Raskin Could Become Legal Attack Dog if House Moves to Impeach Trump

Rep. Jamie Raskin greets visitors during an open house in his Capitol Hill office earlier this year. Photo by Danielle E. Gaines

If the U.S. House ultimately moves to impeach President Trump, Maryland Rep. Jamie Raskin (D) could be on a team of Democrats that makes the case to the U.S. Senate to oust the president from the White House.

It remains far from certain that House Democrats will attempt to go the impeachment route. House Speaker Nancy Pelosi (D-Calif.) and many other Democrats in the caucus have been wary of that option, given the potential for political blowback.

But others are clamoring to launch proceedings aimed at ousting the president, and many say they’re at least open to taking that path in the future – including Raskin.

He told Maryland Matters in a recent interview that impeachment must be on the table for House Democrats. “The president is driving us into a constitutional emergency,” he warned.

The former constitutional law professor is only in his second term representing the suburbs north of Washington, D.C. But he’s quickly climbed the ranks in the chamber, securing slots on some of the House’s most coveted committees. He’s chairman of a House Oversight subcommittee on civil rights in addition to serving on the Judiciary and Rules committees.

Raskin is among those members of Congress beating the drum for more scrutiny of Special Counsel Robert Mueller’s investigation into Russian meddling in the 2016 U.S. presidential election. Raskin signed up this week to join his Democratic colleagues in a marathon public reading of Mueller’s report, The Washington Post reported.

Raskin said the Judiciary Committee is nowhere close to assigning managers for a Senate impeachment trial. He laughed, calling such a discussion “wildly premature.” But, he joked, “I’ve only been to the Senate once, so I’d certainly like to see it.”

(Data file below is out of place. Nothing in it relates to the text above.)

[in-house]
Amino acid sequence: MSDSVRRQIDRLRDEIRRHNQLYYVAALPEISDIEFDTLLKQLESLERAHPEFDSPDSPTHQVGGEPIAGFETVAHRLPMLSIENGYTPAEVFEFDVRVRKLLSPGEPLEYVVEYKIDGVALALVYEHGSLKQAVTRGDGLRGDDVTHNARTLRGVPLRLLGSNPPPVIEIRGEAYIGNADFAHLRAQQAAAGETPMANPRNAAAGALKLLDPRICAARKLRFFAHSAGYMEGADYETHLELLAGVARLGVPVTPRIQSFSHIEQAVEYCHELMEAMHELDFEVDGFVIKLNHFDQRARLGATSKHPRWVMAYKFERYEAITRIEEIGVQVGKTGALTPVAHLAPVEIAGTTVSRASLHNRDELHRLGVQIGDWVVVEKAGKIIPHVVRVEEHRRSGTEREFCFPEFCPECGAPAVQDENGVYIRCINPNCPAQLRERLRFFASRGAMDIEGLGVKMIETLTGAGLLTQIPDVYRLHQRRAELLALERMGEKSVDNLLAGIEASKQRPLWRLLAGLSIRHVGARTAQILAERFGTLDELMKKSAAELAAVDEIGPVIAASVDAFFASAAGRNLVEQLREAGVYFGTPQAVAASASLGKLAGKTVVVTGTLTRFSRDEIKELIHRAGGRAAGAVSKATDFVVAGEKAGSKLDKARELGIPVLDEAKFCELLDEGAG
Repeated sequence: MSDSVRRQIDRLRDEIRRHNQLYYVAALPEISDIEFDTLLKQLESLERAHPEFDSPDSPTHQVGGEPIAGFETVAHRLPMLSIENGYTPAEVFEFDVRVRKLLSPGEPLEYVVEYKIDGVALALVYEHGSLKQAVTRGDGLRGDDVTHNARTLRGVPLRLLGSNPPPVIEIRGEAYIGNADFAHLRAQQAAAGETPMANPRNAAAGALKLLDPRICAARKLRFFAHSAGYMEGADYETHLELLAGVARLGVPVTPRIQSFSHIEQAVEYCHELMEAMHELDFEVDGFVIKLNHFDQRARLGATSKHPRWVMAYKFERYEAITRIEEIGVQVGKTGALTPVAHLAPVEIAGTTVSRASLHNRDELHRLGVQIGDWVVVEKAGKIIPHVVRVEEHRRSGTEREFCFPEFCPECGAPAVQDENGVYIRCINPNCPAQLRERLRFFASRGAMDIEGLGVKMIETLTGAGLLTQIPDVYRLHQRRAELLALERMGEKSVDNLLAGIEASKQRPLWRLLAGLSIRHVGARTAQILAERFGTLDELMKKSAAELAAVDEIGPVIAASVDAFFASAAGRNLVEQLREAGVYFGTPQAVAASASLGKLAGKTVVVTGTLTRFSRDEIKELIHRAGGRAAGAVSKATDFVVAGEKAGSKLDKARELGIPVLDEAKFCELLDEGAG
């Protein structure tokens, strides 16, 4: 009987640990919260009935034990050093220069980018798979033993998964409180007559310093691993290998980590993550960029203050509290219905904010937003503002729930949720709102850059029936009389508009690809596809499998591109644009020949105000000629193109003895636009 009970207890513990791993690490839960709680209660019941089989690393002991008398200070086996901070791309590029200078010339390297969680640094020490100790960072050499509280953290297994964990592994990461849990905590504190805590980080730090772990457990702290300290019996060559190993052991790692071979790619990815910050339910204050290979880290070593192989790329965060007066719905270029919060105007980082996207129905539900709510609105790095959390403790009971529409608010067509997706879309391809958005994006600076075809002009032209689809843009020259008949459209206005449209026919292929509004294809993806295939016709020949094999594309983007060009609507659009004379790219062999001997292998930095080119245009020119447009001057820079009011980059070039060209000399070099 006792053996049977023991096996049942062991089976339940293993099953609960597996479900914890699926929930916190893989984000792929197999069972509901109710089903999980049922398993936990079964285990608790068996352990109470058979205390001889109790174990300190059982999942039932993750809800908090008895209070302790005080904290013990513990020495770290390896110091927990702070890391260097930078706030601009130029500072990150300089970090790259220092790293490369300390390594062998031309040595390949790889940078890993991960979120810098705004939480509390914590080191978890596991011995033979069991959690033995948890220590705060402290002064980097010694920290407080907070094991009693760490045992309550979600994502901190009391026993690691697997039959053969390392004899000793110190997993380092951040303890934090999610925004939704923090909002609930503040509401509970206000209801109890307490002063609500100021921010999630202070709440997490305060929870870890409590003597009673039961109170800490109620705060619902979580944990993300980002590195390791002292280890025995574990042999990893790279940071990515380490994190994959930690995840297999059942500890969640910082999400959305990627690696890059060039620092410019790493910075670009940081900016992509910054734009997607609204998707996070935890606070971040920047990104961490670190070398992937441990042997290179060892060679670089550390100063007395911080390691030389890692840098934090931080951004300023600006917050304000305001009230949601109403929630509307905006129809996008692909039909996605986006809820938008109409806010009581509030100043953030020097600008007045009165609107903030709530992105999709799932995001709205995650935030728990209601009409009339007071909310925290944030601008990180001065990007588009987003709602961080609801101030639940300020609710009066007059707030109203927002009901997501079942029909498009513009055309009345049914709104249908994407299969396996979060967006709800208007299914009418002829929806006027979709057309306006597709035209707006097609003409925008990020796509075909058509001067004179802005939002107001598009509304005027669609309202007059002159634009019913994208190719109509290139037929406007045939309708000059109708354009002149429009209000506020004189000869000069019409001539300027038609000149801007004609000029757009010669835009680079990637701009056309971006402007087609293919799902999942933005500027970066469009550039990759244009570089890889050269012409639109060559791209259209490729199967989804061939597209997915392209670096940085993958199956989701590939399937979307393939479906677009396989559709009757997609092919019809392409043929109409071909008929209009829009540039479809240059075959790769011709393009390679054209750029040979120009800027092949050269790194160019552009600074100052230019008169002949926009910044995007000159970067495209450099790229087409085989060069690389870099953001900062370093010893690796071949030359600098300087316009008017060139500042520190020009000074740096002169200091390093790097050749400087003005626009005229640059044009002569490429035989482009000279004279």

If the House does impeach the president, President Clinton’s Senate trial offers some lessons about how lawmakers could be picked to make the case to the upper chamber.

The House voted to impeach Clinton in December 1998, and the next step was a trial in the Senate. Then-House Judiciary chairman Henry Hyde (R-Ill.) picked a team of 13 of his GOP colleagues – all of them lawyers and some of them former prosecutors – to help him make his case.

The New York Times reported that year that the 13 House “managers” selected were all generally more conservative than a random sampling of House Republicans at the time.

They included some who are still in Congress, including Lindsey Graham (R-S.C.), who’s now chair of the Senate Judiciary Committee; and Reps. James Sensenbrenner (R-Wis.) and Steve Chabot (R-Ohio), who remain members of the House Judiciary Committee. Sensenbrenner is a former chair of the panel.

For the month-long Senate trial in early 1999, those House managers argued for Clinton’s removal, although they knew their chances of success were slim. The Senate ultimately acquitted Clinton, failing to get the two-thirds majority of votes needed to convict him and remove him from office.

“We knew that maybe we wouldn’t win it in the Senate for a whole host of reasons, but we all thought we had to do our best,” former Florida Republican Rep. Bill McCollum, who was among the House managers, said in an interview.

Ex-Rep. Bill McCollum (R-Fla.) was one of the House GOP managers in the Senate after the House had impeached President Clinton.

McCollum, now a partner at the law firm Dentons, was charged with delivering the House managers’ closing arguments against Clinton on the Senate floor.